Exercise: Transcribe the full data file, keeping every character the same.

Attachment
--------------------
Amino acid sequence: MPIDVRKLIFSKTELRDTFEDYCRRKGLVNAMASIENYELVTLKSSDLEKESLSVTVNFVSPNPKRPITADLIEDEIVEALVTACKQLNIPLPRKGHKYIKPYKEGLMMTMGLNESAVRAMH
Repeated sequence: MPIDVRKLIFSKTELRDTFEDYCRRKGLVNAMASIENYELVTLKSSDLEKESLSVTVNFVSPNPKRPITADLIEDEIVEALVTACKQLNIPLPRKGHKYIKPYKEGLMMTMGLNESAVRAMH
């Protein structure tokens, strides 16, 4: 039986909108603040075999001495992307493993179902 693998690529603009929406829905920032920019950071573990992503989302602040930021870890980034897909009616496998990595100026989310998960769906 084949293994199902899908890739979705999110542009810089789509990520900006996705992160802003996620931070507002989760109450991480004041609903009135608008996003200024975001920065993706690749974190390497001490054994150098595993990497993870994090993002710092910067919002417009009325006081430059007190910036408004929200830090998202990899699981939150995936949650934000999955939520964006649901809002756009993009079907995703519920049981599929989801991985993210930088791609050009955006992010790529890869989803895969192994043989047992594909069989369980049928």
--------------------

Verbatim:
Amino acid sequence: MPIDVRKLIFSKTELRDTFEDYCRRKGLVNAMASIENYELVTLKSSDLEKESLSVTVNFVSPNPKRPITADLIEDEIVEALVTACKQLNIPLPRKGHKYIKPYKEGLMMTMGLNESAVRAMH
Repeated sequence: MPIDVRKLIFSKTELRDTFEDYCRRKGLVNAMASIENYELVTLKSSDLEKESLSVTVNFVSPNPKRPITADLIEDEIVEALVTACKQLNIPLPRKGHKYIKPYKEGLMMTMGLNESAVRAMH
């Protein structure tokens, strides 16, 4: 039986909108603040075999001495992307493993179902 693998690529603009929406829905920032920019950071573990992503989302602040930021870890980034897909009616496998990595100026989310998960769906 084949293994199902899908890739979705999110542009810089789509990520900006996705992160802003996620931070507002989760109450991480004041609903009135608008996003200024975001920065993706690749974190390497001490054994150098595993990497993870994090993002710092910067919002417009009325006081430059007190910036408004929200830090998202990899699981939150995936949650934000999955939520964006649901809002756009993009079907995703519920049981599929989801991985993210930088791609050009955006992010790529890869989803895969192994043989047992594909069989369980049928």